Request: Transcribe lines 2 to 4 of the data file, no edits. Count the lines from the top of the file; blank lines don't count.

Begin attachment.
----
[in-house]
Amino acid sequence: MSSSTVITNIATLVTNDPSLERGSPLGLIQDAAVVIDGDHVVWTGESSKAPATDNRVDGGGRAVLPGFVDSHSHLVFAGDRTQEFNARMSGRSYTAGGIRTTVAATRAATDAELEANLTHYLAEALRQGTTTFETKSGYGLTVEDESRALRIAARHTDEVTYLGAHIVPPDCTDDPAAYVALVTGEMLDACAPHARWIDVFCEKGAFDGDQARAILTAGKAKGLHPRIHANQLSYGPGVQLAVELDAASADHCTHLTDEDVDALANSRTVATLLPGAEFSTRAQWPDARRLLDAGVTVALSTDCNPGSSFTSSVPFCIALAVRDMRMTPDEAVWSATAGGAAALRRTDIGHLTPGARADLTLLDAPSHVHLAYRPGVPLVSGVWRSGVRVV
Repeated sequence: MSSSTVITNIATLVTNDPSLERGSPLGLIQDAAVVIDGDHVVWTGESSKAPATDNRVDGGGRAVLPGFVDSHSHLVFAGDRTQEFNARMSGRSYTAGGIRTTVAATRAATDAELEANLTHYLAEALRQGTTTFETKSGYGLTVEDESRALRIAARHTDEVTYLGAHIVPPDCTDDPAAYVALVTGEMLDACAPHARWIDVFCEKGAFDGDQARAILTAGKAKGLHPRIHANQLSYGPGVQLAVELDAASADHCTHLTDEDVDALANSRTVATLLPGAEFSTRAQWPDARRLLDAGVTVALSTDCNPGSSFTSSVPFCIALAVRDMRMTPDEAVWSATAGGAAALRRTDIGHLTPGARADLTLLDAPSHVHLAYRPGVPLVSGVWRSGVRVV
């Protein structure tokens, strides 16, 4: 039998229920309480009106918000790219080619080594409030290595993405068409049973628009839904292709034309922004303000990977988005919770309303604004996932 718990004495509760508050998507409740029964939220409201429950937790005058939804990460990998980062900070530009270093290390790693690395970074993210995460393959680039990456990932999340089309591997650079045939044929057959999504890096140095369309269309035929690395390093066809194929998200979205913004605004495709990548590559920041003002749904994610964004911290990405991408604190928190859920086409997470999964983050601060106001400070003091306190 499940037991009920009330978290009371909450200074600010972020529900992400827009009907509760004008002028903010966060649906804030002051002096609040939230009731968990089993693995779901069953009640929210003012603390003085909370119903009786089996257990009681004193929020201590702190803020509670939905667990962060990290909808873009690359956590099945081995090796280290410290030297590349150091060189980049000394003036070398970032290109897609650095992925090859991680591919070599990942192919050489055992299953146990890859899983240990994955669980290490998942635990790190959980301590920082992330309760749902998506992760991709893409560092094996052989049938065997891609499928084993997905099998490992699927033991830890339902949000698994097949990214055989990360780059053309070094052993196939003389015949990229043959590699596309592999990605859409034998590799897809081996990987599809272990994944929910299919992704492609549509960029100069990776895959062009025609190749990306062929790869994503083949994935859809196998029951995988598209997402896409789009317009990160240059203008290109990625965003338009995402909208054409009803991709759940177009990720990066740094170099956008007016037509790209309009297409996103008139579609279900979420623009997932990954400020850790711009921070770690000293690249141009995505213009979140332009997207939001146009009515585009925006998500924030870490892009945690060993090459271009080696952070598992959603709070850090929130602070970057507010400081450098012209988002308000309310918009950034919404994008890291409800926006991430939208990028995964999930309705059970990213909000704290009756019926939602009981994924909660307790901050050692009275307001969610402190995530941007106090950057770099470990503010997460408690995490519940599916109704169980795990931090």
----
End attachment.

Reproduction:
Amino acid sequence: MSSSTVITNIATLVTNDPSLERGSPLGLIQDAAVVIDGDHVVWTGESSKAPATDNRVDGGGRAVLPGFVDSHSHLVFAGDRTQEFNARMSGRSYTAGGIRTTVAATRAATDAELEANLTHYLAEALRQGTTTFETKSGYGLTVEDESRALRIAARHTDEVTYLGAHIVPPDCTDDPAAYVALVTGEMLDACAPHARWIDVFCEKGAFDGDQARAILTAGKAKGLHPRIHANQLSYGPGVQLAVELDAASADHCTHLTDEDVDALANSRTVATLLPGAEFSTRAQWPDARRLLDAGVTVALSTDCNPGSSFTSSVPFCIALAVRDMRMTPDEAVWSATAGGAAALRRTDIGHLTPGARADLTLLDAPSHVHLAYRPGVPLVSGVWRSGVRVV
Repeated sequence: MSSSTVITNIATLVTNDPSLERGSPLGLIQDAAVVIDGDHVVWTGESSKAPATDNRVDGGGRAVLPGFVDSHSHLVFAGDRTQEFNARMSGRSYTAGGIRTTVAATRAATDAELEANLTHYLAEALRQGTTTFETKSGYGLTVEDESRALRIAARHTDEVTYLGAHIVPPDCTDDPAAYVALVTGEMLDACAPHARWIDVFCEKGAFDGDQARAILTAGKAKGLHPRIHANQLSYGPGVQLAVELDAASADHCTHLTDEDVDALANSRTVATLLPGAEFSTRAQWPDARRLLDAGVTVALSTDCNPGSSFTSSVPFCIALAVRDMRMTPDEAVWSATAGGAAALRRTDIGHLTPGARADLTLLDAPSHVHLAYRPGVPLVSGVWRSGVRVV
């Protein structure tokens, strides 16, 4: 039998229920309480009106918000790219080619080594409030290595993405068409049973628009839904292709034309922004303000990977988005919770309303604004996932 718990004495509760508050998507409740029964939220409201429950937790005058939804990460990998980062900070530009270093290390790693690395970074993210995460393959680039990456990932999340089309591997650079045939044929057959999504890096140095369309269309035929690395390093066809194929998200979205913004605004495709990548590559920041003002749904994610964004911290990405991408604190928190859920086409997470999964983050601060106001400070003091306190 499940037991009920009330978290009371909450200074600010972020529900992400827009009907509760004008002028903010966060649906804030002051002096609040939230009731968990089993693995779901069953009640929210003012603390003085909370119903009786089996257990009681004193929020201590702190803020509670939905667990962060990290909808873009690359956590099945081995090796280290410290030297590349150091060189980049000394003036070398970032290109897609650095992925090859991680591919070599990942192919050489055992299953146990890859899983240990994955669980290490998942635990790190959980301590920082992330309760749902998506992760991709893409560092094996052989049938065997891609499928084993997905099998490992699927033991830890339902949000698994097949990214055989990360780059053309070094052993196939003389015949990229043959590699596309592999990605859409034998590799897809081996990987599809272990994944929910299919992704492609549509960029100069990776895959062009025609190749990306062929790869994503083949994935859809196998029951995988598209997402896409789009317009990160240059203008290109990625965003338009995402909208054409009803991709759940177009990720990066740094170099956008007016037509790209309009297409996103008139579609279900979420623009997932990954400020850790711009921070770690000293690249141009995505213009979140332009997207939001146009009515585009925006998500924030870490892009945690060993090459271009080696952070598992959603709070850090929130602070970057507010400081450098012209988002308000309310918009950034919404994008890291409800926006991430939208990028995964999930309705059970990213909000704290009756019926939602009981994924909660307790901050050692009275307001969610402190995530941007106090950057770099470990503010997460408690995490519940599916109704169980795990931090």